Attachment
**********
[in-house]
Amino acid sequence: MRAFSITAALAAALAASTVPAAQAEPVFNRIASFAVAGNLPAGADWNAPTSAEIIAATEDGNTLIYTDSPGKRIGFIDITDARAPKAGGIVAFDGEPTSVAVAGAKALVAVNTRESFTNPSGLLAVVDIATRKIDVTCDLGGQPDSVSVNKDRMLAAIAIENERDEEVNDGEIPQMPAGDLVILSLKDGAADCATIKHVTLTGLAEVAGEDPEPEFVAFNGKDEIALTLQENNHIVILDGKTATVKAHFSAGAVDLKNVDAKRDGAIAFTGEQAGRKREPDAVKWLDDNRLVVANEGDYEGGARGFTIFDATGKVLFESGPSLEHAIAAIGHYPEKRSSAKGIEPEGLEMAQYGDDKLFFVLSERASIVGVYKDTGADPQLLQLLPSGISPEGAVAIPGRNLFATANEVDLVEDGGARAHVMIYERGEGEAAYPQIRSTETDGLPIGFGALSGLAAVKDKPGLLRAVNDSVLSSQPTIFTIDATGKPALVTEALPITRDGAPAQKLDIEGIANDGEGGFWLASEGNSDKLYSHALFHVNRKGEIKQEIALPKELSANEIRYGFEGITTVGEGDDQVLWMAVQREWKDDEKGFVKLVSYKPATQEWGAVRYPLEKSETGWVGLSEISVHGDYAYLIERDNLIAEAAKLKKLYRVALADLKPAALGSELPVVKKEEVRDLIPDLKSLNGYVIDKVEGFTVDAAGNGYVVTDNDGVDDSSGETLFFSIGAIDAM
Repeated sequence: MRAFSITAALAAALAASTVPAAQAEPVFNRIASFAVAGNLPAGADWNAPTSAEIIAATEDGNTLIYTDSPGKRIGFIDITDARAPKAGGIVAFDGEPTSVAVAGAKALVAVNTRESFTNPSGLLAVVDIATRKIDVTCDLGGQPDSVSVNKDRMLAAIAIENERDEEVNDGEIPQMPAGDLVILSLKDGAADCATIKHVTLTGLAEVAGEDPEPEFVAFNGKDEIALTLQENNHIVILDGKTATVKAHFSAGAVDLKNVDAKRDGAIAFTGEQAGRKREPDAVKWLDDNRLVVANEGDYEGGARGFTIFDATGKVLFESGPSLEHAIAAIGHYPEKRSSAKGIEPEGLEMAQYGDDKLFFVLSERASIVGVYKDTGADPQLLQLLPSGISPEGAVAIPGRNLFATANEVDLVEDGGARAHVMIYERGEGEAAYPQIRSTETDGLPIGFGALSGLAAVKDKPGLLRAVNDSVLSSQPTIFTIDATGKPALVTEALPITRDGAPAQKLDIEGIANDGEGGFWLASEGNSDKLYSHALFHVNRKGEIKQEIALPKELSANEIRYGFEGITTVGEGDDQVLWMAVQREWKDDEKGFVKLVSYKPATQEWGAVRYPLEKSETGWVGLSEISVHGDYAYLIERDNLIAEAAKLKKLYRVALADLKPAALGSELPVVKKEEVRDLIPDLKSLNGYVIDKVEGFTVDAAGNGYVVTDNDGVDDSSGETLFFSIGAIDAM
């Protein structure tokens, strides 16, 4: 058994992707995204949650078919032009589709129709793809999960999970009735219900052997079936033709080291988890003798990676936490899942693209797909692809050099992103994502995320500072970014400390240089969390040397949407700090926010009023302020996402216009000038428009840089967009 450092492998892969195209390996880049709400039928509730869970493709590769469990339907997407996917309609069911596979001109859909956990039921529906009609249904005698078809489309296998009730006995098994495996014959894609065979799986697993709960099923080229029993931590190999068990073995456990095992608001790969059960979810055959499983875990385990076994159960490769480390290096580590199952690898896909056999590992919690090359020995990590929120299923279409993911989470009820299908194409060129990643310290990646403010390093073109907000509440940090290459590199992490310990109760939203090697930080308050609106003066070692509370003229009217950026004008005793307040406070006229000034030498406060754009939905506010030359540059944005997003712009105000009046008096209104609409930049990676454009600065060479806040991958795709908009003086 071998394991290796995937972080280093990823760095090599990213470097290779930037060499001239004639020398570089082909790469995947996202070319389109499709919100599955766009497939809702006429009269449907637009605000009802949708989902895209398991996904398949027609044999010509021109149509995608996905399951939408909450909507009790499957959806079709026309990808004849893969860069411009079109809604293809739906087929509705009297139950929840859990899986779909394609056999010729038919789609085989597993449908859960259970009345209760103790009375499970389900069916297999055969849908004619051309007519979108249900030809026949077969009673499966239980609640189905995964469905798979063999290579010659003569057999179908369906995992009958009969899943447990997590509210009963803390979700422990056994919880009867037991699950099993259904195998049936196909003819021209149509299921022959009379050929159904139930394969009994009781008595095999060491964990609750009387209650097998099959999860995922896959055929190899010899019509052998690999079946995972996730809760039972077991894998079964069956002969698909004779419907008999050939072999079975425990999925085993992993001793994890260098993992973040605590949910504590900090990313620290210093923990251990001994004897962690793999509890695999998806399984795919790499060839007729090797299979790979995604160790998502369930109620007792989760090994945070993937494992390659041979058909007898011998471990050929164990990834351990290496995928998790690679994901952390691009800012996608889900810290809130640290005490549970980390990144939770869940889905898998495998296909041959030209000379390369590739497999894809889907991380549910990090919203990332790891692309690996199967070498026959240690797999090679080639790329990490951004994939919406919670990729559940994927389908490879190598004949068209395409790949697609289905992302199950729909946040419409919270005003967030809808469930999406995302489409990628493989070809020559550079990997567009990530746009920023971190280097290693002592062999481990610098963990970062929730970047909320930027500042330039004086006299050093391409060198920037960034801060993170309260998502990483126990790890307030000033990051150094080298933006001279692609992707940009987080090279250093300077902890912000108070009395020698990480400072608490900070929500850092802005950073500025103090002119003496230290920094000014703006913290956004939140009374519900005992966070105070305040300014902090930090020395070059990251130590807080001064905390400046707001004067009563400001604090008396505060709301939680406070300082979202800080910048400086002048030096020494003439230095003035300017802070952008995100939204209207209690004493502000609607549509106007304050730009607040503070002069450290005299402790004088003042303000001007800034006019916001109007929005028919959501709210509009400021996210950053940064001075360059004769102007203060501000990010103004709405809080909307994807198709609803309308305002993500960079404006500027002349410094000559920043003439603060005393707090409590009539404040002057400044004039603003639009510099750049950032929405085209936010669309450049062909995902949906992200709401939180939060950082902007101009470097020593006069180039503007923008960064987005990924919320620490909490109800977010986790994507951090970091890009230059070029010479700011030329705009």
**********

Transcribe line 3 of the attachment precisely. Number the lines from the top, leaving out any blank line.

Repeated sequence: MRAFSITAALAAALAASTVPAAQAEPVFNRIASFAVAGNLPAGADWNAPTSAEIIAATEDGNTLIYTDSPGKRIGFIDITDARAPKAGGIVAFDGEPTSVAVAGAKALVAVNTRESFTNPSGLLAVVDIATRKIDVTCDLGGQPDSVSVNKDRMLAAIAIENERDEEVNDGEIPQMPAGDLVILSLKDGAADCATIKHVTLTGLAEVAGEDPEPEFVAFNGKDEIALTLQENNHIVILDGKTATVKAHFSAGAVDLKNVDAKRDGAIAFTGEQAGRKREPDAVKWLDDNRLVVANEGDYEGGARGFTIFDATGKVLFESGPSLEHAIAAIGHYPEKRSSAKGIEPEGLEMAQYGDDKLFFVLSERASIVGVYKDTGADPQLLQLLPSGISPEGAVAIPGRNLFATANEVDLVEDGGARAHVMIYERGEGEAAYPQIRSTETDGLPIGFGALSGLAAVKDKPGLLRAVNDSVLSSQPTIFTIDATGKPALVTEALPITRDGAPAQKLDIEGIANDGEGGFWLASEGNSDKLYSHALFHVNRKGEIKQEIALPKELSANEIRYGFEGITTVGEGDDQVLWMAVQREWKDDEKGFVKLVSYKPATQEWGAVRYPLEKSETGWVGLSEISVHGDYAYLIERDNLIAEAAKLKKLYRVALADLKPAALGSELPVVKKEEVRDLIPDLKSLNGYVIDKVEGFTVDAAGNGYVVTDNDGVDDSSGETLFFSIGAIDAM